.. aaaand we're back (to people)
Whether in the evidence found in centuries of stone structures piled one atop the other or in the more contemporary form of digital creations communities such as KDE generate over the span of mere years and decades, the paths we take together and the histories we lay down are endlessly interesting.
KDE's libraries have their own "archeology" buried within the code: some of it is older, some is newer and it is all laid down in strata. (Too bad there is no "git log" for physical objects! ;) As with the land beneath any living, thriving settlement, the KDE Platform is not yet settled into stasis never to be changed or altered again. It grows, it changes, it gets refined.
With Platform 4, we added a number of frameworks each with its own purpose. We often refer to these as "the pillars of KDE Platform 4" and they include familiar names like Solid, Phonon, Nepomuk, ThreadWeaver, Sonnet, Plasma, etc. They are all still growing and improving, which is a good sign, but it does beg the question: where are we going?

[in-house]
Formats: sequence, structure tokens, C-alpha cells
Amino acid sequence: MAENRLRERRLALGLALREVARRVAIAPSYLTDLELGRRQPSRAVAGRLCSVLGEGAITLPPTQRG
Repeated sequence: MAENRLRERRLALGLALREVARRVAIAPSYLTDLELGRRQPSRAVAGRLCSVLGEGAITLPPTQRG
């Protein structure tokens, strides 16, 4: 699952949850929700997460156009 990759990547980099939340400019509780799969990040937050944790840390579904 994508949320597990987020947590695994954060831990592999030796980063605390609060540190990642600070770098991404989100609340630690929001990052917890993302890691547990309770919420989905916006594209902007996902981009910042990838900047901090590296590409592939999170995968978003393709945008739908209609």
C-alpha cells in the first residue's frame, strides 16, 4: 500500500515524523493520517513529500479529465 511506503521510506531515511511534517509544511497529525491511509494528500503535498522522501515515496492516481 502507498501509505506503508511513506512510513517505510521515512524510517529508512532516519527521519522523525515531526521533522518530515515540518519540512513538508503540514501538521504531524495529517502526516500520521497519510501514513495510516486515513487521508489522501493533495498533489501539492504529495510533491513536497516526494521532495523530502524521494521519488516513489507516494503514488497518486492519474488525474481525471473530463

Find answers to that broad question is the purpose for the upcoming Platform 11 event this June in Randa, Switzerland. Topics will include desktop, mobile, extending the Pillars of KDE upwards as well as outwards into our applications, modularization, increased interface with the Qt ecosystem and more.
It's going to be a huge event in terms of importance, scope and the number of people who will be participating. Platform 11 will have some 25 participants on its own, but it won't be alone: we will have the company of three other KDE development sprints happening at the same time in the same small village! This will be the biggest library focused event since Trysil, Norway five years ago.